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February 10, 2012

The Real Anti-Energy Agenda: The NYT’s Joe Nocera Finds It Out

February 10, 2012
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Anti-energy environmental groups, ensconced in Washington, DC, have a vastly different agenda from the one embraced by the great majority of consumers, voters, and taxpayers in North America.

Instead of working to create prosperity and greater wealth for a better environment, far too many special-interest groups are working to artificially restrain natural marketplace economics. Witness the intense opposition of groups like the Sierra Club and the Natural Resources Defense Council to a shovel-ready trans-national oil pipeline that sellers and buyers have executed contracts to build.

Nocera Looks at Keystone

New York Times editorialist Joe Nocera recently looked under the hood of the opposition to the Keystone XL pipeline project, which would transport Canadian oil sands from Alberta to Gulf Coast refineries. And here is what he wrote in the Times:

As it turns out, the environmental movement doesn’t just want to shut down Keystone.  Its real goal, as I discovered when I spoke recently to Michael Brune, the executive director of the Sierra Club, is much bigger. “The effort to stop Keystone is part of a broader effort to stop the expansion of the tar sands,” Brune said.  “It is based on choking off the ability to find markets for tar sands oil.”

Nocera calls out such a mentality as destructive and futile.

This is a ludicrous goal. If it were to succeed, it would be deeply damaging to the national interest of both Canada and the United States.  But it has no chance of succeeding.  Energy is the single most important industry in Canada. Three-quarters of the Canadian public agree with the Harper government’s diversification strategy. China’s “thirst” for oil is hardly going to be deterred by the Sierra Club. And the Harper government views the continued development of the tar sands as a national strategic priority.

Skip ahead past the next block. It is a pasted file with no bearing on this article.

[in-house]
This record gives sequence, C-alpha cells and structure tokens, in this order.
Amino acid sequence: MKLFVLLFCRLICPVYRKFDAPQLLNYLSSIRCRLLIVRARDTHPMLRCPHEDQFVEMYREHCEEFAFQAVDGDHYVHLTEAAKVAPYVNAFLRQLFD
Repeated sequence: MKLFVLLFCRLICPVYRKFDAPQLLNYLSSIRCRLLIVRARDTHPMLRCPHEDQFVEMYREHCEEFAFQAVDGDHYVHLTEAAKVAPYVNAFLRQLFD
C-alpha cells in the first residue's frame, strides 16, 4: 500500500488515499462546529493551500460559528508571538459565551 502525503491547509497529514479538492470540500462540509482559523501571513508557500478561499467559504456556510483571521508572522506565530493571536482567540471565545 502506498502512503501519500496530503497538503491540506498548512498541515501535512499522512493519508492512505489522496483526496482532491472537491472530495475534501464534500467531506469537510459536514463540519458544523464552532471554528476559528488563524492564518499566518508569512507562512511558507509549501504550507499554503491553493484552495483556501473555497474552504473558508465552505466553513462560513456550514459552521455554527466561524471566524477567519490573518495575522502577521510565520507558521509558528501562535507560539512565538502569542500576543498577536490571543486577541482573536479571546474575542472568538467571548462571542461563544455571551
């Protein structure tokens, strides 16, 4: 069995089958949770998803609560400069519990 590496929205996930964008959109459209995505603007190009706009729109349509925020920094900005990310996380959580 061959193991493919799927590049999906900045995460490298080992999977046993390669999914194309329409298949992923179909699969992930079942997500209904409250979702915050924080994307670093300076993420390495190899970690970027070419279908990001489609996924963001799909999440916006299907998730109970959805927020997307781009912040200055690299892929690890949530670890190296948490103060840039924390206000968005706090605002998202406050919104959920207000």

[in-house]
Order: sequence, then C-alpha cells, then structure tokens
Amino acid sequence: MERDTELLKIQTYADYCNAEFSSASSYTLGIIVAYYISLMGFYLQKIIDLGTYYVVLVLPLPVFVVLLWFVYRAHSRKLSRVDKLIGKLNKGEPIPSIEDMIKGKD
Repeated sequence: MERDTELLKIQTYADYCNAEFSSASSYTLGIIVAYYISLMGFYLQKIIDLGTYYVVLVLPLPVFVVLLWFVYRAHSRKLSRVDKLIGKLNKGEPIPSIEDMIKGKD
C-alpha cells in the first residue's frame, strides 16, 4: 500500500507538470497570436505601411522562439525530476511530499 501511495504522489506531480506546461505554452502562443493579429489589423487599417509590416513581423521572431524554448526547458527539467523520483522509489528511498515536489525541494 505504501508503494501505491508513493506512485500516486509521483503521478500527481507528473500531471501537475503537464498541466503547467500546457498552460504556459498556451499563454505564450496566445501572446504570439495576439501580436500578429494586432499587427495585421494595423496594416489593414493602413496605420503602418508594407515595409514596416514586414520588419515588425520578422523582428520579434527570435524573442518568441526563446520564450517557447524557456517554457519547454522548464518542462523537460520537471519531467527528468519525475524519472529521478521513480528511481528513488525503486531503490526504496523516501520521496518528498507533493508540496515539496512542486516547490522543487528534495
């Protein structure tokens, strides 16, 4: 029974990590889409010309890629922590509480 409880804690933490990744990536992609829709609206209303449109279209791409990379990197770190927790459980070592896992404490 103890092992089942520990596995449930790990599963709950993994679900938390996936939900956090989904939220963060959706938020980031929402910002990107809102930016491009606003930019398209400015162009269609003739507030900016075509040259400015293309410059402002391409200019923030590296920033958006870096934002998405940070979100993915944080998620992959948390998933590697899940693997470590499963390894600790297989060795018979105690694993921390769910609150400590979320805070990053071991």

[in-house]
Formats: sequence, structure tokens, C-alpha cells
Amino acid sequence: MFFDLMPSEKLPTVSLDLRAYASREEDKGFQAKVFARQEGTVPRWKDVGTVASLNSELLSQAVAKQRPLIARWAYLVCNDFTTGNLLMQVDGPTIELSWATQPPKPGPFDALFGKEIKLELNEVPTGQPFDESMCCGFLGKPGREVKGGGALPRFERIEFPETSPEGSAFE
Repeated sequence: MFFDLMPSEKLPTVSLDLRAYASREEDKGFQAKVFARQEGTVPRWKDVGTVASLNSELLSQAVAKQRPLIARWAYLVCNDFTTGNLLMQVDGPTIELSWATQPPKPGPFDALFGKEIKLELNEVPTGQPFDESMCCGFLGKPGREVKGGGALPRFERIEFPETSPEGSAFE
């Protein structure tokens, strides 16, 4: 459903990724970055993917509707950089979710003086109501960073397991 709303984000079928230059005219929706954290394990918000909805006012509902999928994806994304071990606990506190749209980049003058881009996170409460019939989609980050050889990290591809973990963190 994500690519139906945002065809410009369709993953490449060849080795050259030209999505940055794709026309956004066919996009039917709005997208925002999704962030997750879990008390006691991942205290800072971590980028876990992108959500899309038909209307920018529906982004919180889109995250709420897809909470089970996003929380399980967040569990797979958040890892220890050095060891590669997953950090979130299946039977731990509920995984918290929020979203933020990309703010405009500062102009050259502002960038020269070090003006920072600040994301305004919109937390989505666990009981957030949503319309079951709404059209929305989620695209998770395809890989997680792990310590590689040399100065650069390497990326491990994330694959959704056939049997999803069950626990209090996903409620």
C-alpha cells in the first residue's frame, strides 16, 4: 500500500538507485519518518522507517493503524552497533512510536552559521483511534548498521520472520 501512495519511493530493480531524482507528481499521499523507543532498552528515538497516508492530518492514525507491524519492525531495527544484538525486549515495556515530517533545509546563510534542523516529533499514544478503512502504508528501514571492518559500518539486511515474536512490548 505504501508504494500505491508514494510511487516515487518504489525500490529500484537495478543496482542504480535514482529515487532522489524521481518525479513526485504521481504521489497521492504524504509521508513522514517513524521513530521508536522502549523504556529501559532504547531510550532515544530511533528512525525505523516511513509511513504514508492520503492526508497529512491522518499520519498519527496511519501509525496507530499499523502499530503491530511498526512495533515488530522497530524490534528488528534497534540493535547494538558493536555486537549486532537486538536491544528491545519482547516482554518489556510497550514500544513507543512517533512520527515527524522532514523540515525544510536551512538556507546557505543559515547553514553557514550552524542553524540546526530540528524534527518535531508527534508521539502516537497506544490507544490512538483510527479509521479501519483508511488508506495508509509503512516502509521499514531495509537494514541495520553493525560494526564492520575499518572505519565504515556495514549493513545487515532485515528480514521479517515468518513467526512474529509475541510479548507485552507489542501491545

It is a sign of desperation that Keystone XL has become a cause célèbre for the critics of modern industrial society and requisite dense energy (oil, gas, and coal). One could only wish that the same effort was being directed against a much bigger problem: industrial wind turbines that both leave taxpayers poorer and pristine environs compromised.

Malthusian Gloom

Limits-to-growth environmentalists wish to impose artificial restraints on economic growth and trade to save us from ourselves. This has been dogma for decades. Consider this statement from 1977 written by current Obama science advisor John Holdren along with Paul Ehrlich, “A massive campaign must be launched to restore a high-quality environment in North America and to de-develop the United States.” They continued, “This effort must be largely political.”

Holdren appears to be keeping a very low profile at the White House. But in the past he (and Paul and Anne Ehrlich) paid homage to the gloomy worldview of Thomas Robert Malthus, who centuries ago saw “misery or vice” for man in a world of insufficient means.

“We find ourselves firmly in the neo-Malthusian camp,” the three wrote back in 1977. “We hold this view not because we believe the world to be running out of materials in an absolute sense, but rather because the barriers to continued material growth, in the form of problems of economics, logistics, management, and environmental impact, are so formidable.”

Well, now we find so-called environmentalists creating the very barriers to expanding resources that they once predicted would occur naturally.

Kudos to Joe Nocera for taking a fresh look at this buffoonery in his column. Let it be a wakeup call to the foes of North American energy in a world that will use our energy whether domestic politics allows it or not.


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